Design and engineering

Elevators That Move in All Directions

06 of May of 2019

Elevators that move vertically, horizontally, backwards, forwards, and even on a slope or diagonally, all at once: the Multi elevators by ThyssenKrupp can move in all directions with passengers in the cabin barely noticing. The objective: increasing the efficiency of elevators in large buildings.

Even though the origins of the modern elevator date back to the last years of the 19th Century (even though there are references to elevators from Roman times and in Spain during the Middle Ages), technology and engineering are reinventing this mode of transportation, which is considered to be the safest: it is calculated that the risk of dying in an elevator is 0.00000015% per trip. Until now, the elevator has been described as a system for transporting people and objects that travels vertically. But the innovations developed for the Multi elevator aren’t just going to change the way we understand and use elevators, but also their very definition.

Source: ThyssenKrupp Elevator

In its typical configuration, an elevator uses steel cables or hydraulic pumps to go up and down, going to different heights or floors with the vertical motion; from top to bottom, or vice versa. The Multi elevator gets rid of the cables and hydraulic actuators, which gives it a greater range of movement. In order to move the cabin, engineers have adapted technology from linear motors developed for magnetic levitating trains like the German Transrapid or the Chinese Maglev.

Linear motors basically function just like conventional electric motors, but instead of having a cylindrical form, their elements are set up in a linear fashion, like an “unrolled” electric motor. That way, the rotor doesn’t turn inside the stator, but rather is displaced longitudinally along it. A series of electromagnets located in a line propel the elevator cabin and keep it in suspension. That way, the cabin is moved along vertical rails and can make turns of up to 90°.

Saving space for the machinery

this model eliminates the need to make room for the elevator’s machinery, something that, according to ThyssenKrupp, frees up up to 25 of space in the building: “Depending on the height of the building, the facilities dedicated to elevators and escalators can take up to 40% of the surface,” he explains in Dezeen. Magnetic levitation also makes it possible for the elevator to have two independent cabins (not one cabin on two floors) on two consecutive floors and on the same “track,” or to cross each other’s paths without getting mixed up.

elevator's machinery

Source: ThyssenKrupp Elevator

The result is a transportation system similar to a railway system, with multiple cabins moving and sharing the same “rails.” Depending on the number of cabins in the configuration of the circuit, the system can guarantee that the wait time in large buildings will be about 30 seconds. “waiting on the elevator can be frustrating and a huge waste of time. An average passenger makes four elevator trips 250 days per year. In New York City, workers end up spending 16.6 hours a year waiting for the elevator,” according to a study from Columbia University. This shows the importance of increasing availability and efficiency of elevators.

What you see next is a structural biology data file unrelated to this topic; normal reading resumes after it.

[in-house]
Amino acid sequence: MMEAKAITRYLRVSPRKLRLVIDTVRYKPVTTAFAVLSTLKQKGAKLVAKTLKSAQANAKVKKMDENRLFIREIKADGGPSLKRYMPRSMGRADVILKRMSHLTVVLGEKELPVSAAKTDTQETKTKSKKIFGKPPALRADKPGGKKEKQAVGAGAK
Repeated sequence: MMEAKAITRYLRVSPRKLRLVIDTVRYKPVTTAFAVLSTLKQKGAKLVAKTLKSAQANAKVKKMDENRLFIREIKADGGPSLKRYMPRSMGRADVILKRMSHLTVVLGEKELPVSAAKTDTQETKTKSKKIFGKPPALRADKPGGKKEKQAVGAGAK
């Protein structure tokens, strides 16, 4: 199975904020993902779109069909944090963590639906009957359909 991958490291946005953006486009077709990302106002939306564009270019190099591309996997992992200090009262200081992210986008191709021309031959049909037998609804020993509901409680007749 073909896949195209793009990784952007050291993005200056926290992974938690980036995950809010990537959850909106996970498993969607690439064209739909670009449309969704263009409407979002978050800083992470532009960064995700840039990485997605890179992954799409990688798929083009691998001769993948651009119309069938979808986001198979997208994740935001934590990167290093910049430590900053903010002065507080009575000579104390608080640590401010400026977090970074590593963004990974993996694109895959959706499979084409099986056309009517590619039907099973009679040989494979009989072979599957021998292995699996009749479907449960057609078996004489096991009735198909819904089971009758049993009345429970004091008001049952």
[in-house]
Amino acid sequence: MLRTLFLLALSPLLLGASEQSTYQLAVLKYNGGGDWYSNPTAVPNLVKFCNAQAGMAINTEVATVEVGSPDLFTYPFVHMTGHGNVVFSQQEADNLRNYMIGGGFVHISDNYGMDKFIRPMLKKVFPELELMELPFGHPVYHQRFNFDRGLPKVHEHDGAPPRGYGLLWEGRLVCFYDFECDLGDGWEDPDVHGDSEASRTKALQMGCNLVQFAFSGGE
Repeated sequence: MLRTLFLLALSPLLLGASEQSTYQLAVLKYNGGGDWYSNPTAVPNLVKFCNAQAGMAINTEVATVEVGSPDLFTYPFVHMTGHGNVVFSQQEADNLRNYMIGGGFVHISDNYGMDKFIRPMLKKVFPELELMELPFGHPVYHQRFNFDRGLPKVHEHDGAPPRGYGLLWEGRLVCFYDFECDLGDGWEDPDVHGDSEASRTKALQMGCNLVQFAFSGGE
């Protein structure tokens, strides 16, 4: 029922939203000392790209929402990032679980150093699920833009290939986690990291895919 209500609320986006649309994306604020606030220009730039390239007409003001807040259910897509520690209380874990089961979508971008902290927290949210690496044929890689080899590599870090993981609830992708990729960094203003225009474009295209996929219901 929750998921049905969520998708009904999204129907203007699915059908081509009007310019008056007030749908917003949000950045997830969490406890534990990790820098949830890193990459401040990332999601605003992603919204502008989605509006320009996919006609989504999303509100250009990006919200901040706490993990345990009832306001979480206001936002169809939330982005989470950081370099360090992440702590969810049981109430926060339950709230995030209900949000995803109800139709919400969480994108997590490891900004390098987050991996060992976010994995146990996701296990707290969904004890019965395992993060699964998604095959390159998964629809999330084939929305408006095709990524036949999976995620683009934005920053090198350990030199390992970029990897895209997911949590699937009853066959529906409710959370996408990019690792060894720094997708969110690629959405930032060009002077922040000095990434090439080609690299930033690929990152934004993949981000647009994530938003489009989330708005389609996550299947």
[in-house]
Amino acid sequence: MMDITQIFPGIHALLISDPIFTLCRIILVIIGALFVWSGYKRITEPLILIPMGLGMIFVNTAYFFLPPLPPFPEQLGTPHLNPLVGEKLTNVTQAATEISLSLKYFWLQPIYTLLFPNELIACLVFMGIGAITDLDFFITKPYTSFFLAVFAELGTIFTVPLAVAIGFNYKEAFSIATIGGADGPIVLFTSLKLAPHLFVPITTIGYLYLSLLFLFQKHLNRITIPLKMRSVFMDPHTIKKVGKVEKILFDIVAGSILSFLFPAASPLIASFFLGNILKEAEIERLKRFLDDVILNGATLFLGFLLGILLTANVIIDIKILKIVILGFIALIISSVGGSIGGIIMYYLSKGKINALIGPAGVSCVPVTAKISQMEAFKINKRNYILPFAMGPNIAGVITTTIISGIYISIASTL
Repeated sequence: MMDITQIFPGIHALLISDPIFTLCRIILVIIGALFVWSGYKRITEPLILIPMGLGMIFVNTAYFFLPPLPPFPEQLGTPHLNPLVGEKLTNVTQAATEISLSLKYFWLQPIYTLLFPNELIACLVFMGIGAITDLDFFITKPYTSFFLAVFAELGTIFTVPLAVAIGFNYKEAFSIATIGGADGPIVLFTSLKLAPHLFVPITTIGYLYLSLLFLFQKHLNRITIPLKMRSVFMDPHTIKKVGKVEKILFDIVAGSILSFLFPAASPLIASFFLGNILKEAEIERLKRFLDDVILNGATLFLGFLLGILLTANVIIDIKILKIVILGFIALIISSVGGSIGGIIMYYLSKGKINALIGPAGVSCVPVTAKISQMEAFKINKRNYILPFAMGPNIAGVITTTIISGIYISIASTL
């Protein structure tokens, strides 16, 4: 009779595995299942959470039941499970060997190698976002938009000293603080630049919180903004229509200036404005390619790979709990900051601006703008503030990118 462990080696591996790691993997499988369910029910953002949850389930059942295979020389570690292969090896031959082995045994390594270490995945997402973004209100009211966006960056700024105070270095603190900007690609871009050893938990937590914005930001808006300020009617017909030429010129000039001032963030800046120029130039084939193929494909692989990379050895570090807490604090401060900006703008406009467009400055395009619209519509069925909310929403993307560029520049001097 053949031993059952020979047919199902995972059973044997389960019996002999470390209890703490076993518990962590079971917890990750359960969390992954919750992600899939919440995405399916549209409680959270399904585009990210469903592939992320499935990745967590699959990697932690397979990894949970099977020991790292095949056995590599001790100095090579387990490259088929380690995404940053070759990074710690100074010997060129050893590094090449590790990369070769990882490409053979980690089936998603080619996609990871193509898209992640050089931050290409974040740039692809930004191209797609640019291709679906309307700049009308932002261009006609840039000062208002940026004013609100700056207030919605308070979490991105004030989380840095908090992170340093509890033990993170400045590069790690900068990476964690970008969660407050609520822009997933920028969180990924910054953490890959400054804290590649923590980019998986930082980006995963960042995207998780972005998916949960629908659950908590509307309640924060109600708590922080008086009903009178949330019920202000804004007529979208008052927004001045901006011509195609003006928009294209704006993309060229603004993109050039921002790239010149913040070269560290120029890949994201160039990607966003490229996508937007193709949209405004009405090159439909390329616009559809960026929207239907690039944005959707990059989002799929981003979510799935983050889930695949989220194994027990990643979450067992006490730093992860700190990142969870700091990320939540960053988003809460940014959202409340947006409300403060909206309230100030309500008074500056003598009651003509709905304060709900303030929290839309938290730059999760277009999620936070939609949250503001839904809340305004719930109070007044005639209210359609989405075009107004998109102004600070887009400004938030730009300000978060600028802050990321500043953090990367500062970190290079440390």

According to Markus Jetter, a ThyssenKrupp engineer, “Buildings are becoming vertical cities, and they need a transportation system that’s flexible, similar to the subway. Speed alone won’t solve the challenge that tall buildings pose.”

Diagonal elevators

Source: ThyssenKrupp Elevator

Speed has, until now, been the metric used to reduce wait times for elevators and large buildings that have a lot of traffic. The problem is that there’s a limit to how fast an elevator can move: up to 10 meters per second. “Faster than 10 meters per second, elevators cause ear problems and nausea,” they explain in Wired.

Diagonal elevators

A recent example of diagonal elevators is at Farringdon Station for Crossrail, in East Ticket Hall (ETH). It serves the entrance to the station to Barbican, which, given the spatial limitations and having to comply with accessibility norms, “Step Free Access” has two diagonal elevators that move in parallel with the escalators.

One of the two elevators goes from the ground floor to level -3, and the other goes from level-3 to level -6. These elevators don’t have intermediate stops, they just transport passengers from one level to another, allowing access to the station for people with reduced mobility.

diagonal elevators is at Farringdon Station

Source: ThyssenKrupp Elevator

Built by Kone, these elevators are the first of their size, capacity (up to 17 people), and length installed in the United Kingdom.

Beyond the benefits associated with omnidirectional elevators and the possibilities and freedom that they offer when it comes to designing and constructing buildings (with the impact that this will have on design and infrastructure in cities, as well) the Multi elevator motivates and even excitingly reminds us of how engineering and technology has the capacity to take every day to the next level. In any direction.

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